Taught how he fills, sustains and moves the whole:
    Taught the high value of the human soul,
    An emanation of the Deity.
    And plac'd in virtue, true philosophy.

    An ancient Harbour on the Gallic coast,
    Whence cross'd the Roman with th' invading host:
    Albion's white cliffs were crown'd with verdure rare,
    And Cæsar coveted an isle so fair.

    Amongst the wise, the wisest and the best
    Fair virtue's beauty in his life exprest,

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    Sublime in simple innocence it shone,
    And taught the worship due to God alone:
    Th' Athenians, blind in superstitious rage,
    Hated the doctrine, and condemn'd the sage:
    The patient martyr yielded up his breath
    To hateful hemlock, noxious plant of death!

    A Man whose soft humanity endears:
    His memory grateful China still reveres;
    So pure his morals, and so priz'd his worth,
    That when he died, 'twas said to punish earth
    Heaven call'd him home; thus to the good is given
    By nature's voice, affinity with Heaven!

    A Greek Philosopher, whose moral rules
    Were misapplied amongst the ancient schools;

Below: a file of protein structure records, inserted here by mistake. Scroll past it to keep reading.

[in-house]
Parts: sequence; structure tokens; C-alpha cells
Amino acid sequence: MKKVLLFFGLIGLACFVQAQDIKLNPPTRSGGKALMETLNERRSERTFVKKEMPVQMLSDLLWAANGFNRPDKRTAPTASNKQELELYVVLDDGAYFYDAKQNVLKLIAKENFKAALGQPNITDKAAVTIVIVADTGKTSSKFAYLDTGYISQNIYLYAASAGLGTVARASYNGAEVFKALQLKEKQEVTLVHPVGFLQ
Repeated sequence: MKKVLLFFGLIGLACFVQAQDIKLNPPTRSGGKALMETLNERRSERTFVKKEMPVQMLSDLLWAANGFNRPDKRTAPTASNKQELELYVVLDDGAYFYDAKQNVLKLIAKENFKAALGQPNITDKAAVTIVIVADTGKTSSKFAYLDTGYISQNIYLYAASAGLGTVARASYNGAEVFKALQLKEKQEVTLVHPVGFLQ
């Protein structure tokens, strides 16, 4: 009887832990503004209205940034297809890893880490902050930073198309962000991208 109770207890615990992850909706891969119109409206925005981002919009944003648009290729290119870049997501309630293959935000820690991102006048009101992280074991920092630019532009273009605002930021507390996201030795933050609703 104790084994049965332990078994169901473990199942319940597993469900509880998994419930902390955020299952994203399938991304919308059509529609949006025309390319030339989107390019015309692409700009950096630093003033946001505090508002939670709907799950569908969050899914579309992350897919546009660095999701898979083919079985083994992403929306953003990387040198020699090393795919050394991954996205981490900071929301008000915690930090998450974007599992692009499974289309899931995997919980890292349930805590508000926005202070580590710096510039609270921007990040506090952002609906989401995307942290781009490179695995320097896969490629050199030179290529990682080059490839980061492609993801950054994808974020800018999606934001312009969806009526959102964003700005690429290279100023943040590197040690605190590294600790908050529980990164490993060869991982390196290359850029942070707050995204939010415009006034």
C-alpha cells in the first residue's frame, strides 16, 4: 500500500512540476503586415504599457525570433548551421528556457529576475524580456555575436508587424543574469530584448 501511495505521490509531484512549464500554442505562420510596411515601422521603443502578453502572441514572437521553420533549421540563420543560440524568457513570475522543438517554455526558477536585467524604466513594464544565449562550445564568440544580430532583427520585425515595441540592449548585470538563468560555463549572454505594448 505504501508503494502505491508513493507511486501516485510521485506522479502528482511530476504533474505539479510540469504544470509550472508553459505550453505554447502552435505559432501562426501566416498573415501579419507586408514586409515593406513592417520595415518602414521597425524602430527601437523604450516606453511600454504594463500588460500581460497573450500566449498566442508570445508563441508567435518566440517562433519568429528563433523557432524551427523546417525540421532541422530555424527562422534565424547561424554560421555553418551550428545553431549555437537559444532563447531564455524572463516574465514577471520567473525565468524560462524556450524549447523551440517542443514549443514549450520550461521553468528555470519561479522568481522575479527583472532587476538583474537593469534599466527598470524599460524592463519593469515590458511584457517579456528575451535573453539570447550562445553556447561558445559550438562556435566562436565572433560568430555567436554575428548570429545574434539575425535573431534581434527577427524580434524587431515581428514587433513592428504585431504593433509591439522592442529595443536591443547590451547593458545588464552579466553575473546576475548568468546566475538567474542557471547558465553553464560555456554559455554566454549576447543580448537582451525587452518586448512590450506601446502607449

Pleasure and happiness were one, he taught,
    But not such pleasure as the senses sought;

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    Not to unbridl'd lust to give the rein:
    Virtue, his pleasure was, and vice his pain.

    One of the Seven, whom Greece is proud to claim,
    To whom great Athens owes her highest fame;
    This Sage abhorr'd the murderer of time,
    And in his laws, made idleness a crime.

    These names combine—then sober breezes bring
    The snow-drop chaste, sweet promise of the spring,
    With rapture hail'd, by every little wing
    That taught by love to form the downy nest,
    Awaits the joy, that warms the parent breast,
    When the first chirp salutes her anxious ear,
    And wakes her heart to feel a mother's tender care.

    Page [94]

    Page 95


    THE Muse attracted by bright Phœbus' ray,
    Has travelled through the Zodiac's glittering way;
    Has mark'd the Bull with his bright eye of gold,
    And Leda's Twins their silvery light unfold;
    Seen Leo glow with Sol's refulgent heat,
    And Virgo blush his ardent gaze to meet;
    Beheld the Earth on her soft axle, roll
    Alternate to the Sun each frozen pole;
    Observ'd each Star that drinks the solar ray,
    And Luna fair who emulates the day;